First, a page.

“How To” documents explaining how to install many of the RTE Welding & Fabrication products.
Please read these directions several times while going through a dry run on your Rover. The actual body lift is easy once you understand the due process and areas on your Rover pertaining to the body lift. If after reading the directions you have questions please call us at RTE. Having a friend or helper to assist will help in the process.
Pictured below are the body lift components:
Starting at the right side:
- 10 body mount cylinders
- 10 Lake Erie body mount bolts w/locking nuts 6 – 3/8-24 x 5 ½” and 4-3/8-24 x 6”
- 4 seat belt tension frame mount replacements
- 4 stainless steel cotter pins for seat belt frame mount clevis pins
- T/C shifter extension
- 2 radiator mount extensions
- steering shaft weld collar (Steel for RR’ers, Alum for Discos)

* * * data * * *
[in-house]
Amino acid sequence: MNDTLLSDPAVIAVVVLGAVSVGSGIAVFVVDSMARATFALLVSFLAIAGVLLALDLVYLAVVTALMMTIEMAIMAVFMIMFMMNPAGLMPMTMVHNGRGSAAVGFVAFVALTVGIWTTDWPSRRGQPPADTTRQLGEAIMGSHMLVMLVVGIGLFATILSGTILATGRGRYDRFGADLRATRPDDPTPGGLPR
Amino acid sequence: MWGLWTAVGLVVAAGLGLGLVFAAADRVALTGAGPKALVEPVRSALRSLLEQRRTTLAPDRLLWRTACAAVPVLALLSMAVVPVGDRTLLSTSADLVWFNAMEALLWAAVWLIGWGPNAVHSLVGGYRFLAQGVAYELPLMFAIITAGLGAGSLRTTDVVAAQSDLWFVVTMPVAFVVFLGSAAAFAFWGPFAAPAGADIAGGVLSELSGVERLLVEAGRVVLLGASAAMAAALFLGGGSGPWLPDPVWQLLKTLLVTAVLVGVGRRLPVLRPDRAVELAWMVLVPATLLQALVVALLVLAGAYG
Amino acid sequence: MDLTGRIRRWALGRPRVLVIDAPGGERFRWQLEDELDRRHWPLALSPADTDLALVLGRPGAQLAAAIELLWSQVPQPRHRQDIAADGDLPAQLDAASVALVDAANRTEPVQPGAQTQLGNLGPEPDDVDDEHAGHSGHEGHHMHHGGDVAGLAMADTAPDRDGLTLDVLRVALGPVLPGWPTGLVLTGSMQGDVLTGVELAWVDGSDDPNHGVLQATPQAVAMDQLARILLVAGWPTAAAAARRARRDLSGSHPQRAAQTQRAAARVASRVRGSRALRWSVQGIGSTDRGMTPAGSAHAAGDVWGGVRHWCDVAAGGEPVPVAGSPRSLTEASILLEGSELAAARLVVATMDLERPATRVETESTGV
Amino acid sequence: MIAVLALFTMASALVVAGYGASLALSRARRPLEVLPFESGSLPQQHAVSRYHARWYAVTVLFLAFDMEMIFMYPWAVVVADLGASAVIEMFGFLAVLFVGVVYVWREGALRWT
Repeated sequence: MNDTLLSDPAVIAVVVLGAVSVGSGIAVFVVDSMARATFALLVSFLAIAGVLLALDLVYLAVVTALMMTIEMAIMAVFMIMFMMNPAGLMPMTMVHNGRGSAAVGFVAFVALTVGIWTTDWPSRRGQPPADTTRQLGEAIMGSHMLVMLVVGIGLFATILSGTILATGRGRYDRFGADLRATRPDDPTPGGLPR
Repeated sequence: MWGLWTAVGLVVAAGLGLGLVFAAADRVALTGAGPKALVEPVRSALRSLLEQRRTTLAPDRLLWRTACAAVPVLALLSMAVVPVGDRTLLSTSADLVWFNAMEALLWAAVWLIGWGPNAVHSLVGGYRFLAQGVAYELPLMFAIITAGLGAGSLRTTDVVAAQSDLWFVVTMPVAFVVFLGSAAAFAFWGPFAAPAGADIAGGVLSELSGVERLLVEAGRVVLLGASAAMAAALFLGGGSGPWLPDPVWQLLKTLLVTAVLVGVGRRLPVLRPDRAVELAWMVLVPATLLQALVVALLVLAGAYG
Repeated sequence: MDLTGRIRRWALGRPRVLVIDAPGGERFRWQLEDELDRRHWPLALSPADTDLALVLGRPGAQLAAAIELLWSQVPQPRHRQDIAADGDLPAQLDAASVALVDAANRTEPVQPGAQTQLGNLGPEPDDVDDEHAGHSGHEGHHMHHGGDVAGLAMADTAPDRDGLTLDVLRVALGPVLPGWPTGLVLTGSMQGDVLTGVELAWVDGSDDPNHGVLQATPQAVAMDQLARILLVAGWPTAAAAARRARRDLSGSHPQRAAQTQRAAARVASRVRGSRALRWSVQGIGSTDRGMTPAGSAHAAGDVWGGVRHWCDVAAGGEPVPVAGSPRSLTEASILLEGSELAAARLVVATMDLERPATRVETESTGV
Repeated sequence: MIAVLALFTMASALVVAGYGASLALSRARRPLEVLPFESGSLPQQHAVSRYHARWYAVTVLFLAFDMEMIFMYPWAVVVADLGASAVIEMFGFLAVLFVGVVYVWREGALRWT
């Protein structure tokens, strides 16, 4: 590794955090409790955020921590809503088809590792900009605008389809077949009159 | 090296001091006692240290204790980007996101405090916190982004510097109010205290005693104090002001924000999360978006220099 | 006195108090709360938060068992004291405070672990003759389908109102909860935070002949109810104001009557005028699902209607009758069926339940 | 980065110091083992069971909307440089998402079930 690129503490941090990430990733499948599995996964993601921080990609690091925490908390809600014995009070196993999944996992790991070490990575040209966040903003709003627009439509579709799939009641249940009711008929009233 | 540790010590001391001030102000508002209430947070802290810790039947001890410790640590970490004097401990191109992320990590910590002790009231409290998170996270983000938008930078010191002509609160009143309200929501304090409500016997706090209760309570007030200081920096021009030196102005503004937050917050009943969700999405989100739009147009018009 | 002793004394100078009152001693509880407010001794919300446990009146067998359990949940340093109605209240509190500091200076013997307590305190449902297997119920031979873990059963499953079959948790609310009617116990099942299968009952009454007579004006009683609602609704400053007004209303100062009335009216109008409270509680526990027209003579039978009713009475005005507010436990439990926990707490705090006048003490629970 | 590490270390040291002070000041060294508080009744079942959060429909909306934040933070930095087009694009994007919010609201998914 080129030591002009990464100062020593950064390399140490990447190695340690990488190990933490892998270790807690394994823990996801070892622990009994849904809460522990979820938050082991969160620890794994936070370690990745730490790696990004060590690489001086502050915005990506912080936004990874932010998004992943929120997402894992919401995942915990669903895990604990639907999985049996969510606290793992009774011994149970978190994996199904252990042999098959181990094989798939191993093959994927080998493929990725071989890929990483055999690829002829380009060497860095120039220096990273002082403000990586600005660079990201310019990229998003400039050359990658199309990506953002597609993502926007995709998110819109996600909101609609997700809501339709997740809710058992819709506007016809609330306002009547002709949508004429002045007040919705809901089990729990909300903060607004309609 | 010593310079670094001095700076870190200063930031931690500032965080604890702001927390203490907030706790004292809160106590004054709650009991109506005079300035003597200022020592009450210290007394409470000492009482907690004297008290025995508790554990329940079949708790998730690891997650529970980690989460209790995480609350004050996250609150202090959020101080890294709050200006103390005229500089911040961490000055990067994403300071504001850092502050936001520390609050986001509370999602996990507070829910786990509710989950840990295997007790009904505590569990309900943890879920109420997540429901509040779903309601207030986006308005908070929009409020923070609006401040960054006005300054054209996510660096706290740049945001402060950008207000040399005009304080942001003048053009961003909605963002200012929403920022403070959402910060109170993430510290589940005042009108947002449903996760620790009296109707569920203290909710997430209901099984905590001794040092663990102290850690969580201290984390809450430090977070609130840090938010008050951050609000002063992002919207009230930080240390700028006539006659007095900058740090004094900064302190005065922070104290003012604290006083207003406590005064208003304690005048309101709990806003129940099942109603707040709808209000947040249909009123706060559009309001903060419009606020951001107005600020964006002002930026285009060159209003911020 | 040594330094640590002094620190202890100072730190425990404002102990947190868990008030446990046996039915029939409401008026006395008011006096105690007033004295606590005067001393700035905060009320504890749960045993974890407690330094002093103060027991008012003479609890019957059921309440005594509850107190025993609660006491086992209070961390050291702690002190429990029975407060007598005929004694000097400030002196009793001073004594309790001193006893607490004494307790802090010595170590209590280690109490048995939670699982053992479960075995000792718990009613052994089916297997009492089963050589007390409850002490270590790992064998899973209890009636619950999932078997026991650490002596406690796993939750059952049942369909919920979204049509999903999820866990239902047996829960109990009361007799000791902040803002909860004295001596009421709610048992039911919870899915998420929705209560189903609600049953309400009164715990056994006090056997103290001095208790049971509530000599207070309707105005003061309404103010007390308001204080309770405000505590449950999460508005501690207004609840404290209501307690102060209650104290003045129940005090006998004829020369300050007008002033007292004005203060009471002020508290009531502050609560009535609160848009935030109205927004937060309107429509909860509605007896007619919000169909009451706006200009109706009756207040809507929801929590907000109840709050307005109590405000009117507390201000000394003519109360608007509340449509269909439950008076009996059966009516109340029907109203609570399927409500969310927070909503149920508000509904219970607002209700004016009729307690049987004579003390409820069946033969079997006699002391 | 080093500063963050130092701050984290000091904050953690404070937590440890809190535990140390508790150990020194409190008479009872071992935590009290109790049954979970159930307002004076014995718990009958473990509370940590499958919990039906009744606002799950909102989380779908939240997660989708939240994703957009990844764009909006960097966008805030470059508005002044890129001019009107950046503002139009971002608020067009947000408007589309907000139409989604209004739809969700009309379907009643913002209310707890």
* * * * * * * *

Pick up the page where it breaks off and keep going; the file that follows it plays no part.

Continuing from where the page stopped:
- replacement push pins for Disco only rear bumper trim
Have an experienced welder or welding shop available to lengthen your steering shaft. The following section is devoted to the steering shaft sequence.
Familiarize yourself with the 10 body mount points and 4 seat belt frame attachment points.
10 body mount points, 5 points each side as listed:
- At front of frame
- In engine compartment in front of the firewall
- At frame extension under the front door hinge area
- At the frame extension under passenger door
- At the rear of frame
4 seat belt attachment points:
- 1st set inside the frame directly under the rear seat footwell
- 2nd set inside of frame directly under the rear passenger seat belt attachment points
Your radiator is attached to the frame and the radiator shroud is attached to the radiator so these will stay stationary with the frame. The front shroud/cooling fan assembly will rise with the body but is of no consequence.